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  • Writer's pictureMouse

Musings of a Mouse, March 2022

Rocky Hollow

Windy and dry, pale blue skies with not a cloud in sight.

I can see that I started my Musings last year in almost the same way, little did I know

it was going to get even dryer. Those dusty dams I talked about have been dusty for a

year, except for one, on our neighbours, who got a lucky storm, so luckily the elephants

and giraffes, zebras, and antelopes are all drinking from there. I have been working on

habituating the resident wildlife to the horses, and it’s turning out to be the perfect time

as they are enjoying the grass reserves that we have and now we are part of their landscape

so are now just watching us go by with much less concern. It’s the leopard who is coming to

drink out of the horse trough every night who worries me a bit, but as soon as it rains, I

know he will move off.

In September, we were lucky enough to be invited by friends, for a Historical learning curve on a Turkish Gullet in the Mediterranean - we had a week of serious luxury, great travelling companions, deep blue swimming, in perfectly cool water, exploring ancient Roman ruins with an incredible guide and then Istanbul - most marvellous city.

In November, having delayed a Spanish riding safari for a year, off we went for some fabulous Andalusian horses. Following the coast and the mountains and visiting all of Dali’s homes and museums we could not have had a more different holiday. Apart from one day of truly freezing rain, when I thought my hands would fall off, and my saddle squelched, we had lovely sunshine. Shared adventures in a foreign land with one’s friends and family

are always the best.

The house is looking great and we finish more and more every month. We had our first family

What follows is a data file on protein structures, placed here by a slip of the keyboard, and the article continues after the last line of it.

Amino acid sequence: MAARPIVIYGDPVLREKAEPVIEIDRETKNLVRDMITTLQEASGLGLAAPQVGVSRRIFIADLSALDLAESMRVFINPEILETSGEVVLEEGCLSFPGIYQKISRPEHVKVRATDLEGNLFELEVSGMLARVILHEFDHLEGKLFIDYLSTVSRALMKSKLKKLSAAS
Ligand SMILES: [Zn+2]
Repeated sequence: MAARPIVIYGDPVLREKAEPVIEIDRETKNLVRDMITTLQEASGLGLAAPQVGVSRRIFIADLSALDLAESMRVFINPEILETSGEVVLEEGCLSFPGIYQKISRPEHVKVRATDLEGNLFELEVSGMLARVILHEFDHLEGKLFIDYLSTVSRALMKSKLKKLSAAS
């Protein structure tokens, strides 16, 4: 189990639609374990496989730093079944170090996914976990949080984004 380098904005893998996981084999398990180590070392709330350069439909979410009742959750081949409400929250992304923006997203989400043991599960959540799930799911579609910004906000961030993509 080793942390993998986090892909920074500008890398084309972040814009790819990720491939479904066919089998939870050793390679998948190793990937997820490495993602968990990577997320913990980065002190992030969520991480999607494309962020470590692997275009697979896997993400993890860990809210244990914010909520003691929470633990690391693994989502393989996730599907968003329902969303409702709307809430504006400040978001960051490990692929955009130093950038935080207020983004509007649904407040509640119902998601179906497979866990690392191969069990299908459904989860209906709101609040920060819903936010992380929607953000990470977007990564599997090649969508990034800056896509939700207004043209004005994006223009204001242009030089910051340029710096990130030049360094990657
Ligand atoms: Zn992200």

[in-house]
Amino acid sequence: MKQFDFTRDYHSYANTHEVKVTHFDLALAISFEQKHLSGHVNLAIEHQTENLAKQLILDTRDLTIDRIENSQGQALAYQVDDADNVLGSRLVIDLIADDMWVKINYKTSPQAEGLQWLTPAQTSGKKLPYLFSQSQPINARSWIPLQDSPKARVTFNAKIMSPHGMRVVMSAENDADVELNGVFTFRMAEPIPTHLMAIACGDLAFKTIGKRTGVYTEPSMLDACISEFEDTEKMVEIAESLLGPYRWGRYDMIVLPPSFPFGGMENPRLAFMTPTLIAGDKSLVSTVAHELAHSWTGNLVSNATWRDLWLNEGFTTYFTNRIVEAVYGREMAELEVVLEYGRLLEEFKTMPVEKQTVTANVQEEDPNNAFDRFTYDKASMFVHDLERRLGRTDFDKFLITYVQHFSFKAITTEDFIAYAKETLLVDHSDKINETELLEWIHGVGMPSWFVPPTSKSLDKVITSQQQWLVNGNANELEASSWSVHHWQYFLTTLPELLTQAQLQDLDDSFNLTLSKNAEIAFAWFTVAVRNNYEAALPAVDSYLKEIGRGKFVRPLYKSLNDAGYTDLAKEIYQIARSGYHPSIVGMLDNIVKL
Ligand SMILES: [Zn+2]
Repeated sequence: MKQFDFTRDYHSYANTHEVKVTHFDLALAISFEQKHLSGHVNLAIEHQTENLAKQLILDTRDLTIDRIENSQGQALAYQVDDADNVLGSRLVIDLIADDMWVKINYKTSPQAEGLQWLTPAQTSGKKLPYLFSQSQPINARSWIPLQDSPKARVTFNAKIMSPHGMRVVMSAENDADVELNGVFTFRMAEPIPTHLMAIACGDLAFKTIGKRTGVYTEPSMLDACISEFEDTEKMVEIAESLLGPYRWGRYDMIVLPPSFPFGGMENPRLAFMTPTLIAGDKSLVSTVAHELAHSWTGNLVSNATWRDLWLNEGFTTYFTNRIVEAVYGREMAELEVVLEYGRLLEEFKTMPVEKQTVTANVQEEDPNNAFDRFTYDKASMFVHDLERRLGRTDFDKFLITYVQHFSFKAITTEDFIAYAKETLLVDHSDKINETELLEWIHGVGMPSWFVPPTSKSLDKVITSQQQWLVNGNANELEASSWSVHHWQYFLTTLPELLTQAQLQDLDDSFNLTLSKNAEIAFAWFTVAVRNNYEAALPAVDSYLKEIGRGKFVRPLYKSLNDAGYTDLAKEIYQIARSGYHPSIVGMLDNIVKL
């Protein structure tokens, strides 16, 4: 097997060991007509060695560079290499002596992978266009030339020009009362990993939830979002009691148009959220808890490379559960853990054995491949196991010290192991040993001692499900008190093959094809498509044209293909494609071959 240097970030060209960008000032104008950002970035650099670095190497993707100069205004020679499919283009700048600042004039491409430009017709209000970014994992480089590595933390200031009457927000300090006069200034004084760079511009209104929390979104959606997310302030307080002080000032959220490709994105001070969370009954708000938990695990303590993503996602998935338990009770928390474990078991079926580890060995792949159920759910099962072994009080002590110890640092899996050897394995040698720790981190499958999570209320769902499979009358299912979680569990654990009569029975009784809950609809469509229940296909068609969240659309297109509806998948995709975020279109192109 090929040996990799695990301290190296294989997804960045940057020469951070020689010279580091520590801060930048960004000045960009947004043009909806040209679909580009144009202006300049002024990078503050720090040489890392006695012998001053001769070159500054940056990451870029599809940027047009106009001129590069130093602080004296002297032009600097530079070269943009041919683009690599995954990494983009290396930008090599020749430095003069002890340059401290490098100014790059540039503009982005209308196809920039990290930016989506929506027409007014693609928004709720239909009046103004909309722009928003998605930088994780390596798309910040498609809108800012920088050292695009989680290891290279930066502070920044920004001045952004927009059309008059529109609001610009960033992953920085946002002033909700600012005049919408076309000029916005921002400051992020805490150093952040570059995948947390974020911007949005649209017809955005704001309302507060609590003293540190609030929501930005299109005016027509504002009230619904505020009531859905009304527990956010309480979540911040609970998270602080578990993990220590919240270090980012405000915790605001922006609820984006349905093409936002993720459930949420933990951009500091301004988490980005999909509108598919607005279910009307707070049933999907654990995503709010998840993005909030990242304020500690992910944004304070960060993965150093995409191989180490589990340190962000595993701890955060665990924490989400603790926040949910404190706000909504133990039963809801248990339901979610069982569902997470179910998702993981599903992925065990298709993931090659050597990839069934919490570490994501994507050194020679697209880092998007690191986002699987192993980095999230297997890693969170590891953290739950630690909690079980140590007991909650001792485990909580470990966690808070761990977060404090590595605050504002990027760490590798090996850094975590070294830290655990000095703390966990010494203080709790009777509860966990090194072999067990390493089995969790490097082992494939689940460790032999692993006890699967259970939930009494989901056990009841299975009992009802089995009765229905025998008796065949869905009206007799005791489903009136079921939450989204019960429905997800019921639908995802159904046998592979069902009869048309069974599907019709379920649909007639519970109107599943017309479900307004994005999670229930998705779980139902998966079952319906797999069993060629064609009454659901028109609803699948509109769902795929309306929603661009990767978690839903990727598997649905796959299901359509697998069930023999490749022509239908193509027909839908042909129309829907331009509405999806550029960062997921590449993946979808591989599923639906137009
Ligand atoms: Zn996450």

Christmas there this year, (although we were missing Fia) and it was a good place to eat

too much turkey! I have come back from Nairobi, several times, with my car full of curtain

material. Charlie has been buying rugs and carpets in the auctions and they look lovely in our

big rooms.

After Christmas, we started three different trips, Charlie riding for a week with wonderful Belgian siblings, miles and miles of exploring and adventure. Milo was in the Mara Camp and in the Chyulu Hills, with extreme comfort and extreme wildlife and not a horse in sight! Riding

safaris with mixed levels of competence can be tricky, but I was lucky enough to have a sweet Swiss family come to spend time at Rocky Hollow then and off to a riding camp for a night. We managed to have some good gallops instigated by their 12-year-old daughter, while her

mother, who was more sedate, rode along at a gentle walk with the grooms. Such a fun family holiday.

One of the nicest things about our lives is the wonderful people we meet on safari and it was so satisfying to introduce some great conservationists to each other. Charlie Burrell and Issy Tree from Knepp Castle in England have a huge rewilding project, and we took them to meet Richard Bonham from Big Life and Michael Dyer from Borana Conservancy, both of whom look after vast tracts of wilderness in Africa. They never stopped talking, and their conversations were fascinating to listen to.

The Opuntia prickly pear was originally bought into Kenya, in the early 1900s by a keen gardener to decorate her garden while her husband, the District Commissioner, was stationed in Doldol, a small town not far from us. The plant soon escaped the confines of her garden, with the help of the baboon and the elephant, who think that their purple pears are delicious. As you can imagine, an elephant can eat a lot of them and have been spreading them for years. They are tenacious in their will to survive and have taken over the overgrazed degraded land in parts of Laikipia, especially in this drought time. Cattle and goats cannot graze around them or eat them. The natural control of them is a small spider mite, called a cochineal, and it’s been spread around to try and help, but it doesn’t quite work fast enough. So we have had a large group of ladies from the community who have been employed for the last couple of months, digging it up on Rocky Hollow, and hopefully, over the years we will get rid of it. Such a good way to get money into the local community and improve the land.

We are delighted to have our Masai lady runners, Lucy and Jane, getting ready for the full Lewa Marathon again, excellent conservation and community projects, and hard running! Elephants and rhinos are considered normal running hazards and are gently moved off the tracks by helicopters. Milo is ordering new tents and I am getting new horses, all the way from Zambia, Charlie is building new water tanks, all in all, a positive way forward and we really hope you can come and share them with us soon.


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